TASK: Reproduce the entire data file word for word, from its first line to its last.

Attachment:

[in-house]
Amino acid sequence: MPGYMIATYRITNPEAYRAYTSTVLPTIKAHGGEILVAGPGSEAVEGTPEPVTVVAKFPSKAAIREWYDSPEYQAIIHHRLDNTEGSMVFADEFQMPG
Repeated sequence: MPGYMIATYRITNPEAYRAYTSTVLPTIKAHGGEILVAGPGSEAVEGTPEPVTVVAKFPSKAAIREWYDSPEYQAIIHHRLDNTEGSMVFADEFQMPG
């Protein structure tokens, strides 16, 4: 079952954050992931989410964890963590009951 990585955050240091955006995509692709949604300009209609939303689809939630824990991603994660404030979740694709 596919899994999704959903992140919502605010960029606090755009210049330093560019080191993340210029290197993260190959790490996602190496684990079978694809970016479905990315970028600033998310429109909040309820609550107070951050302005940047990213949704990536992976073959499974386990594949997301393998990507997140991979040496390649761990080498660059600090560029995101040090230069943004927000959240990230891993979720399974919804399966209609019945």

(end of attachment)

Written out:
[in-house]
Amino acid sequence: MPGYMIATYRITNPEAYRAYTSTVLPTIKAHGGEILVAGPGSEAVEGTPEPVTVVAKFPSKAAIREWYDSPEYQAIIHHRLDNTEGSMVFADEFQMPG
Repeated sequence: MPGYMIATYRITNPEAYRAYTSTVLPTIKAHGGEILVAGPGSEAVEGTPEPVTVVAKFPSKAAIREWYDSPEYQAIIHHRLDNTEGSMVFADEFQMPG
């Protein structure tokens, strides 16, 4: 079952954050992931989410964890963590009951 990585955050240091955006995509692709949604300009209609939303689809939630824990991603994660404030979740694709 596919899994999704959903992140919502605010960029606090755009210049330093560019080191993340210029290197993260190959790490996602190496684990079978694809970016479905990315970028600033998310429109909040309820609550107070951050302005940047990213949704990536992976073959499974386990594949997301393998990507997140991979040496390649761990080498660059600090560029995101040090230069943004927000959240990230891993979720399974919804399966209609019945």